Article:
Q&A With Dean & Britta

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Dean Wareham and Britta Phillips are New York City’s most effortless mod couple, a duo whose sleek, icily romantic pop can serve as both sophisticated art-gallery soundtrack and lovey-dovey fireplace music. In the four years since the breakup of former band Luna, Wareham and Phillips have pursued boutique careers in the best possible sense: in literature (Black Postcards, Wareham’s 2008 memoir of life in Galaxie 500 and Luna), film (already known as an actress, Phillips now voices an animated Adult Swim character, while Wareham scored The Squid And The Whale and acts as well), fashion (the pair have been subjects of photo shoots in various magazines) and the music business (their Double Feature imprint debuted last year).

Fittingly, Dean & Britta‘s latest project sets a series of Andy Warhol’s short films to music. 13 Most Beautiful … Songs For Andy Warhol’s Screen Tests is both a DVD (set for release on Plexifilm in April) and a series of live performances, with Dean & Britta performing their music while Warhol’s silent films are projected behind them. MAGNET spoke to Wareham and Phillips between back-to-back Screen Test performances in Minneapolis on Sunday night. The couple will be guest editing magnetmagazine.com all this week.

“Words You Used To Say” from 2007’s Back Numbers (download here):

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MAGNET: Over the course of the next month, you’re doing a series of the Screen Tests performances; was that your idea, or was it dictated by the commission from the Warhol museum?
Wareham: We have to thank Ben Harrison, a curator at the Andy Warhol Museum, for making this happen. I knew very little about the Screen Tests until he called and described the project. I had been to the museum a few different times, but these are not the best known of Warhol’s films. Warhol made close to 500 of these short silent portrait films between 1964 and 1966 of Factory regulars (Edie Sedgwick, Paul America, Ingrid Superstar), or figures like Salvador Dalí, Bob Dylan, Donovan, Susan Sontag or sometimes just unknown characters someone had met at a party. Even Beck’s mom (Bibbe Hansen) has a Screen Test. Warhol, assisted by Billy Name or Gerard Malanga, would set up the subject and run a reel of film (about three minutes in length). But Warhol’s special trick was to play the films back at a slower speed, so they are stretched to four minutes. This gives the films a spooky quality.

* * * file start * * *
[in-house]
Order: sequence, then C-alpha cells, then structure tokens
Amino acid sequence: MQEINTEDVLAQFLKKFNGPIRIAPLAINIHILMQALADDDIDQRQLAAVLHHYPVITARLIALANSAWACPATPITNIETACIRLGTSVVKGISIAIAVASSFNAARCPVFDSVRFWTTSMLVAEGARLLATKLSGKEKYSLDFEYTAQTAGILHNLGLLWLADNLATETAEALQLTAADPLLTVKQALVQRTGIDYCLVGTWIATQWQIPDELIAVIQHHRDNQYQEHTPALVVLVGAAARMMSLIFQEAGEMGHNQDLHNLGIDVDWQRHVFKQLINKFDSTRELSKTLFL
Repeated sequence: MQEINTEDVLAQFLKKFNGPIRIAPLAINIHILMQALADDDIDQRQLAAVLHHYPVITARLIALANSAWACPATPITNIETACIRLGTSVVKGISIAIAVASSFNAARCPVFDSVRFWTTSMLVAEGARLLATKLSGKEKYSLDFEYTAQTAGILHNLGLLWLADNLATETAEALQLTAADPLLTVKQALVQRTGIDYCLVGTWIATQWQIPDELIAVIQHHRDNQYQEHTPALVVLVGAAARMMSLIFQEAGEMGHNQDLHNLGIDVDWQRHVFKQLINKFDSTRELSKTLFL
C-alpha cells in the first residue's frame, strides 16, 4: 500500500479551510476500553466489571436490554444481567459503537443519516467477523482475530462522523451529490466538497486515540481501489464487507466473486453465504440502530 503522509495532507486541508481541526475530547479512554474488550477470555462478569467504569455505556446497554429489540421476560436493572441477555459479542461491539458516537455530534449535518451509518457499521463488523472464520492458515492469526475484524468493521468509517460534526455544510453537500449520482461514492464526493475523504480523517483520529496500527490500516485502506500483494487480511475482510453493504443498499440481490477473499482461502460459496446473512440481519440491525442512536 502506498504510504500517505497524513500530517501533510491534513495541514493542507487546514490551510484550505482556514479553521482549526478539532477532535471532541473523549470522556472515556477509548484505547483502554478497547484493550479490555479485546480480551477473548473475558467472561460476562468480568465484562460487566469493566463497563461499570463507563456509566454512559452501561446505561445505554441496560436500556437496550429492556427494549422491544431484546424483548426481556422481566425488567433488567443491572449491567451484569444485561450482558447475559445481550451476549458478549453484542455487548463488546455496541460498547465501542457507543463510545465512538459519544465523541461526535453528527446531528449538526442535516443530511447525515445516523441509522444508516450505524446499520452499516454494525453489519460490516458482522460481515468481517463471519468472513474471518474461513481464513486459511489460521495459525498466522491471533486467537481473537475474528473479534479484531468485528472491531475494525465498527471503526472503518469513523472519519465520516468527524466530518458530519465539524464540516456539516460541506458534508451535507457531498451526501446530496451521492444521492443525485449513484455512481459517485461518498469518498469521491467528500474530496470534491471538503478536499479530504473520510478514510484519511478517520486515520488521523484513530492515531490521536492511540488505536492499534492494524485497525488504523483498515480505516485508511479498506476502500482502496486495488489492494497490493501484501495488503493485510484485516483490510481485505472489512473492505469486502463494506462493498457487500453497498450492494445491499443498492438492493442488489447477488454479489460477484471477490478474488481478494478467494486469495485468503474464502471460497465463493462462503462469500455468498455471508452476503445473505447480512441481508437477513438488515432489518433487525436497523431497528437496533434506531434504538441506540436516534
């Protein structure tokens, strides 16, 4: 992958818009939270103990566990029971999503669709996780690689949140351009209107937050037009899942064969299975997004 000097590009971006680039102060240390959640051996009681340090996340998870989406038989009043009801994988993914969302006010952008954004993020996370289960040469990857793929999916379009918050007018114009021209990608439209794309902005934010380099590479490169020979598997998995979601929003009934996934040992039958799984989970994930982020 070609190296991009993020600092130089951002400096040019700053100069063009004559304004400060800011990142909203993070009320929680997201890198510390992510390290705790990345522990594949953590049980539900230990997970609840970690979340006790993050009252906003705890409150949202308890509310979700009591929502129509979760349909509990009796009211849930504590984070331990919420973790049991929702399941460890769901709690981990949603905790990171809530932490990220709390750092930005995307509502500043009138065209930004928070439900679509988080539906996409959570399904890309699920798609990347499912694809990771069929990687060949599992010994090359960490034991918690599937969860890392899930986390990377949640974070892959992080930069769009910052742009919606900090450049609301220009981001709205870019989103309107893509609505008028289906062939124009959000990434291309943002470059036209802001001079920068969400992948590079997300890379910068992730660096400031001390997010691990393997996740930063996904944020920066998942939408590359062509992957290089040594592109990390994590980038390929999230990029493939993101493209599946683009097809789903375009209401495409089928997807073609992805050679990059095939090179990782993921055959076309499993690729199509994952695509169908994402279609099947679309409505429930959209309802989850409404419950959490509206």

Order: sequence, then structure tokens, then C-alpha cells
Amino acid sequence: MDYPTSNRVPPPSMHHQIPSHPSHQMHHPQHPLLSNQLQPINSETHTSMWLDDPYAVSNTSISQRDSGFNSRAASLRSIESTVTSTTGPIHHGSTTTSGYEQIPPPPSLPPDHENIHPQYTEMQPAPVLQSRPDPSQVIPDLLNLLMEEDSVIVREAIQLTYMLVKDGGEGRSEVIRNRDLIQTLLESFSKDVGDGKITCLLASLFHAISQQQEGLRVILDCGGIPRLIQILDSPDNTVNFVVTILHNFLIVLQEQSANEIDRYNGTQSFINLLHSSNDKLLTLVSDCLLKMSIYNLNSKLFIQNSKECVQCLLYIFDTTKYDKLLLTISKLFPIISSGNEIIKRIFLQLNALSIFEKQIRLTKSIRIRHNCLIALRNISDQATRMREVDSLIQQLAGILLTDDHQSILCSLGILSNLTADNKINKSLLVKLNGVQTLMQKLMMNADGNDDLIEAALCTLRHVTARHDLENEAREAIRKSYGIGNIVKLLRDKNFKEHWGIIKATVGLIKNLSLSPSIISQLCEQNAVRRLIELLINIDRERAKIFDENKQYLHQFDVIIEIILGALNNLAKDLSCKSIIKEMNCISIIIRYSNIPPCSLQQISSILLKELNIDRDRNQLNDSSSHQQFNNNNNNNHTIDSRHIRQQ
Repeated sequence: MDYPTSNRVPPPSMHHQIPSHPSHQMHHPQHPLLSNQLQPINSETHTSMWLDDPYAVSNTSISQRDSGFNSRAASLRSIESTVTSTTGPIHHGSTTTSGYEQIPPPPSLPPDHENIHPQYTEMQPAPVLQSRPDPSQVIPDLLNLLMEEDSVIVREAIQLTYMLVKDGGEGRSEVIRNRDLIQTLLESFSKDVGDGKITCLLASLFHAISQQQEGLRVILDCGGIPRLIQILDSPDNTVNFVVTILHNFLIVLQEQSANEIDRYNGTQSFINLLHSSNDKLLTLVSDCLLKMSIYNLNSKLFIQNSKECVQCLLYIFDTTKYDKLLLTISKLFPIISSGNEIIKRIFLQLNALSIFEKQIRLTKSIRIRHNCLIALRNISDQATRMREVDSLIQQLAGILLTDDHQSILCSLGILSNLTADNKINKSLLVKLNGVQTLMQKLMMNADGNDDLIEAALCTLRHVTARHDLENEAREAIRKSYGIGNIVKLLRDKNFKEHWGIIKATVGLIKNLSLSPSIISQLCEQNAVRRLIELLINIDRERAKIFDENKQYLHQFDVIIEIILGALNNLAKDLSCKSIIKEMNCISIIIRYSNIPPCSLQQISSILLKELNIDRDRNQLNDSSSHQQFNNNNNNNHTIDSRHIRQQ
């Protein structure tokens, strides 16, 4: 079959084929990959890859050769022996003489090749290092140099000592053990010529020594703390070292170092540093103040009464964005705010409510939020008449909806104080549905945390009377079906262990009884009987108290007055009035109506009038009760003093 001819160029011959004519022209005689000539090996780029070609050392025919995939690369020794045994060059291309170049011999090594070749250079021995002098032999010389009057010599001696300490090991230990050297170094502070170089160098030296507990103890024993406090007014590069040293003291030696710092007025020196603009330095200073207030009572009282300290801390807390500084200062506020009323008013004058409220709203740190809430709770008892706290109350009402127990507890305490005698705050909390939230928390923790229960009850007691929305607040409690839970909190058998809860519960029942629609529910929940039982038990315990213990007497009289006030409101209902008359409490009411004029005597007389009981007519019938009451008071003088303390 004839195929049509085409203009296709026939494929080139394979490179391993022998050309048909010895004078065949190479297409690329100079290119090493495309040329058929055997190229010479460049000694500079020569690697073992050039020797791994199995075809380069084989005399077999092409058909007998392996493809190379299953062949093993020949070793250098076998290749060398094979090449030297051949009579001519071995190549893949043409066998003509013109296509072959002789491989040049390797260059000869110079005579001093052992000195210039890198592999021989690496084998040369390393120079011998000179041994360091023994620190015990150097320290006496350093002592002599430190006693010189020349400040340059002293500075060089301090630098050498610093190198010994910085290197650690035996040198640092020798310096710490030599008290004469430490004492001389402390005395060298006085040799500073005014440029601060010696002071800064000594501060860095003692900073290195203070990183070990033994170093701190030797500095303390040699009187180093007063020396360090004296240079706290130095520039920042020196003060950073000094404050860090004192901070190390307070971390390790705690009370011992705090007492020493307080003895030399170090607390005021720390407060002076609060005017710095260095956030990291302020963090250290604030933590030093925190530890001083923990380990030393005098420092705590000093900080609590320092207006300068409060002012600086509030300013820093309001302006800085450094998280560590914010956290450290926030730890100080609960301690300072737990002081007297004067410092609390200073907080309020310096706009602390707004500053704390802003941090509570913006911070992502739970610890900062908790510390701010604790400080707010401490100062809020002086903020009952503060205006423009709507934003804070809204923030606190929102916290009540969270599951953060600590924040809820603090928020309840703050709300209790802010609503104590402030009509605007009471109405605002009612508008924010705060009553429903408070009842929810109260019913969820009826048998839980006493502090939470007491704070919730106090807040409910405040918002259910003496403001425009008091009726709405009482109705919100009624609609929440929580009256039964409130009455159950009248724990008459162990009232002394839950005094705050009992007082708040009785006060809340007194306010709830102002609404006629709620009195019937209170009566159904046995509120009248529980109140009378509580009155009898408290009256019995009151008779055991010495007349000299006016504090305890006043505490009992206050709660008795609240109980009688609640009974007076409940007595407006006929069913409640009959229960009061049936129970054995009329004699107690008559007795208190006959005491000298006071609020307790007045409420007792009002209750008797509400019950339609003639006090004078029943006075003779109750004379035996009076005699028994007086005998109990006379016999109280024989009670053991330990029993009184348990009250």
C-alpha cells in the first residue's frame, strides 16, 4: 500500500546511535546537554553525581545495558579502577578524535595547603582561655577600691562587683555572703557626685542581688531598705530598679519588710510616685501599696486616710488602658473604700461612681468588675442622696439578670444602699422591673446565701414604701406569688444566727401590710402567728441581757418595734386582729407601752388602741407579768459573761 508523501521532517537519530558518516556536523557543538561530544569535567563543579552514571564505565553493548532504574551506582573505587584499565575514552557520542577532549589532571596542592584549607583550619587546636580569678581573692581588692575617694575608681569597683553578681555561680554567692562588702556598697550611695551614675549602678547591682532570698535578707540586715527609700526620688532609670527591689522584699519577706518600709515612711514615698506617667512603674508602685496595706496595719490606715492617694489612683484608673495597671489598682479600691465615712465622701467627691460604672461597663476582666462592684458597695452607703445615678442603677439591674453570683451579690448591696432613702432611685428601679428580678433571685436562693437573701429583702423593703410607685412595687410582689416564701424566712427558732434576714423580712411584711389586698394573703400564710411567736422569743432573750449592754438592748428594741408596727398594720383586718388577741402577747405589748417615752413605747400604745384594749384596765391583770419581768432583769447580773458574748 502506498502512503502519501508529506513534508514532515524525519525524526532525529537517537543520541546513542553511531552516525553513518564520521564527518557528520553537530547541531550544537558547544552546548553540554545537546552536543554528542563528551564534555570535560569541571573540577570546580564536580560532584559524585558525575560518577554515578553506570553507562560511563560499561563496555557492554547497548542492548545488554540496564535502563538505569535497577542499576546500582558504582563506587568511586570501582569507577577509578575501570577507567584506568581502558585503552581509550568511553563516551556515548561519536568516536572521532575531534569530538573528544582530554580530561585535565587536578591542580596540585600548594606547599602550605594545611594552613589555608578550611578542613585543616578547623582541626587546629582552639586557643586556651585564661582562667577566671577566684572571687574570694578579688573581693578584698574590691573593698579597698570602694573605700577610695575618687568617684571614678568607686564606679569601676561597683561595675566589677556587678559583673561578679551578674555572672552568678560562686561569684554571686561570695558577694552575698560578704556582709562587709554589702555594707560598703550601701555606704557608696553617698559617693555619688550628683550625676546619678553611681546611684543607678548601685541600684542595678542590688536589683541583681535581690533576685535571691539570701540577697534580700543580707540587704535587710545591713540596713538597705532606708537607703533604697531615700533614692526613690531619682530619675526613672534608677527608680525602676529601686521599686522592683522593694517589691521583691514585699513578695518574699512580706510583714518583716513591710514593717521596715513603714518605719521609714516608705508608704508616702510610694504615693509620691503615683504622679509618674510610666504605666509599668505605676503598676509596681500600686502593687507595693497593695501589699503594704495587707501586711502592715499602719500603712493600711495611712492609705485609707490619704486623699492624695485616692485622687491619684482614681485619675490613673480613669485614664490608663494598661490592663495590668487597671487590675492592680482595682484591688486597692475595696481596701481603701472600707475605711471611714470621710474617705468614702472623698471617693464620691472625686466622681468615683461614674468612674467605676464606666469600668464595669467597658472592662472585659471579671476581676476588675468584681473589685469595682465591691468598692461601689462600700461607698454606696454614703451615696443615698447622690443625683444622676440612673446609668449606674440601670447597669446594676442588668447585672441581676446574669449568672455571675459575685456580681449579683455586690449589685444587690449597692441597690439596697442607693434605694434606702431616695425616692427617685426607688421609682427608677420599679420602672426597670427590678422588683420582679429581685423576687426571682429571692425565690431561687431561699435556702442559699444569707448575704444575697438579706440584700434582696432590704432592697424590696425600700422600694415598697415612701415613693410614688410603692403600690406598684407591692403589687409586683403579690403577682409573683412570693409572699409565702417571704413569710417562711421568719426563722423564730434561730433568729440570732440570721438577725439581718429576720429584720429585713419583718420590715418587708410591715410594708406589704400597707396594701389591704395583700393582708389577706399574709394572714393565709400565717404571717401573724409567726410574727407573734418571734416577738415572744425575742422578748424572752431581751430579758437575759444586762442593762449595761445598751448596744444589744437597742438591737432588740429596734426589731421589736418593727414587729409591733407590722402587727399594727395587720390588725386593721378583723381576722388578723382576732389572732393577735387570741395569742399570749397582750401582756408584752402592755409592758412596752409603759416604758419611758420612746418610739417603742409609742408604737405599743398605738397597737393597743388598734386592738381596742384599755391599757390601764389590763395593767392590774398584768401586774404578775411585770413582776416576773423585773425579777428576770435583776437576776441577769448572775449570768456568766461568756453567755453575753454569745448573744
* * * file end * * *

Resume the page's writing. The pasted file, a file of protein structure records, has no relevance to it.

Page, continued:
What is each of your favorite of the Screen Test short films?
Wareham: I’m partial to Billy Name’s Screen Test. He was responsible for lighting all these films, and also for painting the Factory silver. He is almost completely still (that was generally Warhol’s instruction in the early films), save for the occasional facial twitch. And I just love the piece of music we concocted for him.
Phillips: Its difficult to choose a favorite, but I’ll say Mary Woronov because she is so present and intense. It feels as if she’s looking you directly in the eye, right now, and sending you all sorts of of signals. Flirting with you, challenging you. I read somewhere that she took it as seriously as being baptized.

I saw in the New York Times that Lou Reed was at the Allen Center performance. What was said between you?
Wareham: I have known Lou for a while; Luna opened for the Velvet Underground when they toured in 1994. There are a number of Screen Tests of V.U. members, shot specifically to be projected on the band as they played their Exploding Plastic Inevitable shows. Anyway, Lou seemed to really enjoy the show; he said he hadn’t seen that particular film since it was shot some 42 years ago. He remembered Andy starting the film rolling and then leaving the room, so he was left alone staring at a camera. The other V.U. Screen Test we used was Nico. Actually, we recorded a song that Bob Dylan had written for her, “I’ll Keep It With Mine,” which appears on her wonderful Chelsea Girls album. Dylan himself sat for a couple of screen tests, and on that day he took one of Warhol’s Elvis paintings, which he later traded to his manager for a sofa. Looking back from our present perspective, you would have to say this was not a smart move.

You started your own label, Double Feature Records. What are your expectations with the label? What do you think you’ll do differently from some of the labels you’ve been on?
Wareham: We set up Double Feature initially just to re-release our L’Avventura CD, which was out of print. We don’t have many expectations, but it seemed once we had set things up with a distributor, it would be easy enough to release a couple of other things. It has been an education to see it from the other side, and realize that there is a lot of work that goes into every release. And that everything costs money. But it’s exciting to find an artist you think is really great (the Sand Pebbles, Cheval Sombre) and to put these records together and send them out into the world and see that other people love their music, too.